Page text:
It’s not every day that you meet your great-great-great grandparents.
On previous visits to the Old City of Jerusalem, I gazed with intrigue upon the many thousands of white specks that cover the Mount of Olives. For one reason or another, there was always an excuse to delay a visit until a later date. I never imagined that the rocky hill in the distance would provide me with an incredibly deepening connection to my origins and a far greater understanding of what I am and who I am.
Despite Israel being a regular topic of discussion around the dinner table, it was only shortly before my last visit that my father recalled his trip to the Mount of Olives some forty years earlier. Although always interested by family history, somehow I had never known that my paternal ancestors were buried on that mystical mountain ridge.
With my Israel trip on the horizon, I knew I had to find the resting places of my great-great-great grandparents Yehoshua and Rivka, and my great-great grandfather Baruch. Armed only with limited and hieroglyph-like details of their resting places, finding these specific graves on the Mount of Olives, a cemetery since Biblical times, would make searching for a needle in a haystack seem like child’s play.
It was Ramadan, and I found Abed napping under an olive tree next to his rickety but cosy hut on the eastern side of the mountain. Abed is the legendary fourth-generation Mount of Olives caretaker who knows every square inch of the place like the back of his hand. His story merits an article, if not a book, of his own. Undeterred by the sweltering heat and his inevitable hunger, he gave me directions to the area in which my ancestors were resting.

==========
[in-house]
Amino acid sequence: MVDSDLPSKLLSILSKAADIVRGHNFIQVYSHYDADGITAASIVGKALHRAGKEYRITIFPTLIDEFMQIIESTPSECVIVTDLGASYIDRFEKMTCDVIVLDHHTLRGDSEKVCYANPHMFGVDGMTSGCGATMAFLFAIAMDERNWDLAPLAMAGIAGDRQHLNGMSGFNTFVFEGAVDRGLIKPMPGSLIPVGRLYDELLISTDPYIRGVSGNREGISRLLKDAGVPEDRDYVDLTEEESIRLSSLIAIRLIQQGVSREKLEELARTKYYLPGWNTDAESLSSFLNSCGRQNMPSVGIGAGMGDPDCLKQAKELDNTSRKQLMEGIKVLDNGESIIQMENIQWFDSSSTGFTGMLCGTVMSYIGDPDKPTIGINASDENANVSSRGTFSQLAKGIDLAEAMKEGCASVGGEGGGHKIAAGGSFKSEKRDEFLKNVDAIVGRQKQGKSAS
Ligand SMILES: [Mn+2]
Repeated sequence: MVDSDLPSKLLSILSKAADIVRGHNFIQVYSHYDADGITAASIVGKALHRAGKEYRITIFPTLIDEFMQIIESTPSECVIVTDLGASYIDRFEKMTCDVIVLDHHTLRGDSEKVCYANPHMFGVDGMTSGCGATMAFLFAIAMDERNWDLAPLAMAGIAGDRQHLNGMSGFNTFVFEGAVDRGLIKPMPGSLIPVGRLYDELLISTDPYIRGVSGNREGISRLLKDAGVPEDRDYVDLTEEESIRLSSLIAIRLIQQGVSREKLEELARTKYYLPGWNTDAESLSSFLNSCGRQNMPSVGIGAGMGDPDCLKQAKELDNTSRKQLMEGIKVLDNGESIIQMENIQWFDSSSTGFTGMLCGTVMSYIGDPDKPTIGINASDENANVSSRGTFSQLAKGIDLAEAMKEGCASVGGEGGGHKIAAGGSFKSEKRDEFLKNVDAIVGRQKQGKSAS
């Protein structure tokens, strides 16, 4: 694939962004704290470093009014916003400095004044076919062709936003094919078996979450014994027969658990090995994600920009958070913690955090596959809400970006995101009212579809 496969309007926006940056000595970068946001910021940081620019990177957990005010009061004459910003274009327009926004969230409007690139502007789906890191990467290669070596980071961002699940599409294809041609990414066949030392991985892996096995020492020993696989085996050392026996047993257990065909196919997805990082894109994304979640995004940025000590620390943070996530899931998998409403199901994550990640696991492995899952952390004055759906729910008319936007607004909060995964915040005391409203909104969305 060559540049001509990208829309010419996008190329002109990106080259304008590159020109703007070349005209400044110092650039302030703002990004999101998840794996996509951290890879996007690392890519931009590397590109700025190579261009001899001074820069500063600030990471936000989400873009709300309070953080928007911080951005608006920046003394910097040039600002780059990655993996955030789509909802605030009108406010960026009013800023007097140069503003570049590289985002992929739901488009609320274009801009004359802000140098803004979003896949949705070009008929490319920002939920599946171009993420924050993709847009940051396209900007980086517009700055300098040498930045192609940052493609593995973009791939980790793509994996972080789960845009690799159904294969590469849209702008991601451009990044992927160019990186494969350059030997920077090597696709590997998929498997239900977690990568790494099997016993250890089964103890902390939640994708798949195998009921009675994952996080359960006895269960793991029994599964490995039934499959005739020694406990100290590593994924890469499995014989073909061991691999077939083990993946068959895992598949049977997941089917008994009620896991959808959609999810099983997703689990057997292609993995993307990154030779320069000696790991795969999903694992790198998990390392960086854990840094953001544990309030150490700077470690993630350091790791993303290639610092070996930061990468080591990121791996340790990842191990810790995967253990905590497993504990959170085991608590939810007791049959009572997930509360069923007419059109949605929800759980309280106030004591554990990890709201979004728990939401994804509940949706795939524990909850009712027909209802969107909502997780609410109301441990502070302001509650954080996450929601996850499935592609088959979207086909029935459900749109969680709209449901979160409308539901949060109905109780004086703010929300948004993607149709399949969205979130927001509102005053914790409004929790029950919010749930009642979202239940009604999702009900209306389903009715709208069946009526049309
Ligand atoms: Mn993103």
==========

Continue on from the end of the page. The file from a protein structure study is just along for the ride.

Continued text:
Despite Abed’s instructions, my search was unsuccessful. Deflated, I knew my prospects of success were slim but I needed to return. I could not give up that easily.
Before my return to the Mount of Olives, I received some more information about the lives of my ancestors, and a copy of my father’s photos from his trip to the Mount of Olives when he was but a long-haired 1970s student. For a second time, I set off to search for my family. With their life stories in mind, they had become far more than just names on a piece of paper.
Just like the first time, I struggled to find the two oldest graves amongst the vast swathes of burial plots. I had almost given up hope. Looking back at my father’s photos, I simply started searching for pairs of graves that were similarly shaped – an unlikely task that was almost certain to fail. Yet, somehow, they appeared before me. Although not a particularly religious person, I surely couldn’t have found them alone.
The immediate sense of connection to my own history was overwhelming. I sat down next to Yehoshua and Rivka, with a powerful feeling of having known these ancestors all my life. I could have happily remained there, by their idyllic resting place overlooking the Old City, all day.
I said my ‘goodbyes’ and went in search of Baruch. Since my first visit, I had learnt that his grave was very close to that of Ben Yehuda. In fact, only several places along the same row. Kneeling down next to Baruch’s stone, that indescribable feeling of connection and belonging soon returned.
Of course, I never met Yehoshua, Rivka or Baruch in person, but I had an astonishing feeling of being reunited with long-lost members of the family. It all seemed strangely, but pleasantly, familiar.
With my Aliyah beckoning in the coming months, and with the knowledge that my ancestors also moved to the Jewish homeland, I am truly following in their footsteps. They were dreamers for sure. Yet, to become a citizen of the State of Israel of today would have surpassed their greatest hopes and dreams.
For me, this is far more than mere symbolism or connecting with part of the family tree. ‘Meeting’ my ancestors has been a decisive step in a journey of self-discovery and understanding.